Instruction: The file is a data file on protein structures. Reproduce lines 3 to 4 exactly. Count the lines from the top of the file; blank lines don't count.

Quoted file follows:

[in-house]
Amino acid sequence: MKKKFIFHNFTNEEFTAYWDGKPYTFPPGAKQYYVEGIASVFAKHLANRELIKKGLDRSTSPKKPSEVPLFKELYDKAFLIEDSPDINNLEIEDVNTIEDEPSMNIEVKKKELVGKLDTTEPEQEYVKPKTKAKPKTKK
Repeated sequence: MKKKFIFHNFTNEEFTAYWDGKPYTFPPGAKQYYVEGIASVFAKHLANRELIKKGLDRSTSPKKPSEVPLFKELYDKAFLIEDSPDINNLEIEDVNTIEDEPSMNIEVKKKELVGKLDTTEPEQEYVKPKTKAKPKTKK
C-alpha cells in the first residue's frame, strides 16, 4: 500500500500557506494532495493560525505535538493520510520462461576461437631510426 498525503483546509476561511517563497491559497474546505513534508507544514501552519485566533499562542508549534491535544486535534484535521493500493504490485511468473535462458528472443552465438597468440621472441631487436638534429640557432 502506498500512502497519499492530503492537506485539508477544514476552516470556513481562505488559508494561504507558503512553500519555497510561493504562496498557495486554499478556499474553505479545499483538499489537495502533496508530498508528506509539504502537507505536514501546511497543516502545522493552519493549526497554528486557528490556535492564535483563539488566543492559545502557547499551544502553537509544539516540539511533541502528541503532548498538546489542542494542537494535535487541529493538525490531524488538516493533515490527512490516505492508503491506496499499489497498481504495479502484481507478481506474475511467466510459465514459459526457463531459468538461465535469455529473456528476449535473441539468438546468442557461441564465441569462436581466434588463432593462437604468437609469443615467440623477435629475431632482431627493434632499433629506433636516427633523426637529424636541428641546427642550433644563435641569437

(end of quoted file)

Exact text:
Repeated sequence: MKKKFIFHNFTNEEFTAYWDGKPYTFPPGAKQYYVEGIASVFAKHLANRELIKKGLDRSTSPKKPSEVPLFKELYDKAFLIEDSPDINNLEIEDVNTIEDEPSMNIEVKKKELVGKLDTTEPEQEYVKPKTKAKPKTKK
C-alpha cells in the first residue's frame, strides 16, 4: 500500500500557506494532495493560525505535538493520510520462461576461437631510426 498525503483546509476561511517563497491559497474546505513534508507544514501552519485566533499562542508549534491535544486535534484535521493500493504490485511468473535462458528472443552465438597468440621472441631487436638534429640557432 502506498500512502497519499492530503492537506485539508477544514476552516470556513481562505488559508494561504507558503512553500519555497510561493504562496498557495486554499478556499474553505479545499483538499489537495502533496508530498508528506509539504502537507505536514501546511497543516502545522493552519493549526497554528486557528490556535492564535483563539488566543492559545502557547499551544502553537509544539516540539511533541502528541503532548498538546489542542494542537494535535487541529493538525490531524488538516493533515490527512490516505492508503491506496499499489497498481504495479502484481507478481506474475511467466510459465514459459526457463531459468538461465535469455529473456528476449535473441539468438546468442557461441564465441569462436581466434588463432593462437604468437609469443615467440623477435629475431632482431627493434632499433629506433636516427633523426637529424636541428641546427642550433644563435641569437